Sculptor Brad White is used to controversy, difficulties and censorship. Not that he likes it.
The public drama part of his young artistic life pivots around a bike rack commissioned by the Louisville Downtown Management District in 2005. It was a pretty big deal around these parts, an abstracted pink-steel swoosh called “Learning Curve.” The sculpture was placed near the former Jefferson County Courthouse on Fifth Street.
It did not go gently into the night. Someone high up — rumors are it was Mayor Abramson himself, but you know how rumors are — constantly complained about it. In May 2007, the city’s Public Works Department removed it. The sculpture was damaged so badly in the move and later in storage that White estimated it would cost $3,000 to repair it (he only received $2,000 for it in the first place).
Finally, good sense for good art prevailed. The piece is currently in White’s studio, waiting patiently as he searches for time to fix it. It will eventually be repaired with funds from the Downtown Development Corp. Its new home will be on Fourth Street near the Brown Hotel.
He prefers not to talk a lot about it, but says, “The lesson learned is I tried to do too much. Painted steel sculpture is fragile. It has to be treated as art.”
“Learning Curve” is a variation of White’s signature style. He specializes in organic, biomorphic shoots that are highly recognizable.
His motto is “notice the things you notice,” a cryptic phrase about his awareness of nature. “It comes in cycles, different forms at different times,” White says. “Something I’m fascinated with, like seed pods, root systems, spring buds. It’s recreating the divine.
“It may be an obsessive thing,” he adds with a laugh. “I’m really taken now with the willow tree and its big curves and linear form.”
The controversy may be White’s calling card, but it isn’t the end-and-be-all of his career. Another highlight was his participation in the 2008 Chinese Biennial in Beijing. Unfortunately, that wasn’t smooth sailing either. He had to pay $3,000 upfront to get his work back and forth through customs. The cavalry came in the form of the Louisville Visual Art Association, with their Linda Schaaf Micro-Loan Program for Visual Artists. UPS helped as well. The rest came out of his pocket.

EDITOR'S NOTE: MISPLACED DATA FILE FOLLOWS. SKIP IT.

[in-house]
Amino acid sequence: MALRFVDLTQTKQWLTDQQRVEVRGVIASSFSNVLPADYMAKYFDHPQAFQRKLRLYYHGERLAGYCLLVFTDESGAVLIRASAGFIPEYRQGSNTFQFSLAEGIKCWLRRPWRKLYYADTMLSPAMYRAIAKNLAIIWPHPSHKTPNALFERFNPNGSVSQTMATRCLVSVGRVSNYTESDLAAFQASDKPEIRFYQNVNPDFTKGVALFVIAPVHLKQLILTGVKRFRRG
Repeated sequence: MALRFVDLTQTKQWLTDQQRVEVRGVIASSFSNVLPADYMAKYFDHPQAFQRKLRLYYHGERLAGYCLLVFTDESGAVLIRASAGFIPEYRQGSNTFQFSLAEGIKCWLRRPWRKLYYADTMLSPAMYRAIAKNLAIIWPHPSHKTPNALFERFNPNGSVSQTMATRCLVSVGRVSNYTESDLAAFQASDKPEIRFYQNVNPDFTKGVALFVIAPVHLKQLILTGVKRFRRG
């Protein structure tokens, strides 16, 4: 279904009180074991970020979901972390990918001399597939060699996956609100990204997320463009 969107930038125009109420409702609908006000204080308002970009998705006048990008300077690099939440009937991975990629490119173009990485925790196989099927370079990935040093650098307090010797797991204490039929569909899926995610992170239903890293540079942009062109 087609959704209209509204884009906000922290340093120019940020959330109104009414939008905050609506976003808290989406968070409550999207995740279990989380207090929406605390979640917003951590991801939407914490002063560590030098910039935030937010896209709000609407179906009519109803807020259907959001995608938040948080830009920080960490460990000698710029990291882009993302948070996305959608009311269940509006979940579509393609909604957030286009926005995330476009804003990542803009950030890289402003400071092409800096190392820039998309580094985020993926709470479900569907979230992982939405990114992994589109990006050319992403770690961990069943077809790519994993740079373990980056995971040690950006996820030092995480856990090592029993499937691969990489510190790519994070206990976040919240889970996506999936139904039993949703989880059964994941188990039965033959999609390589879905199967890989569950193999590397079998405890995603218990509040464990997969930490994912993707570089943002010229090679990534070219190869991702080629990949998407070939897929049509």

White has worked as a sculptor and fabricator at Bright Foundry since his departure from Murray State University in 1999. That has led him to work with some of the city’s best sculptors, including Ed Hamilton (Bright Foundry worked on his “Lincoln” plaques). He squeezes in his own projects when time permits.
Lucky for Louisville, the “Learning Curve” experience didn’t leave such a bad taste in his mouth. Ken Herndon of LDMD deserves some credit for that. Not only did LDMD’s director of operations come up with the bike rack idea years ago, he knows about the care and feeding of artists. Once he found out which of the city’s storage facilities “Learning Curve” had been moved to, he hired a truck and returned it to White’s studio.
White’s next LDMD bike rack sculpture is scheduled to go on the corner of Sixth and Main streets sometime in April. It’s in his signature biomorphic shape: bronze orbs with stainless steel tentacles. But, he notes, “Commissions — it’s weird, it knocks you out a whole year.”
That means he had to find the time to also work on a sculpture for Yew Dell Gardens, “Sculpture in the Dell.” The sales and exhibition event opens May 30 in Crestwood.
And then there’s his garage-rock band Adventure. He describes it as “if Waylon Jennings was in the New York Dolls.” Wait, I’m getting an image …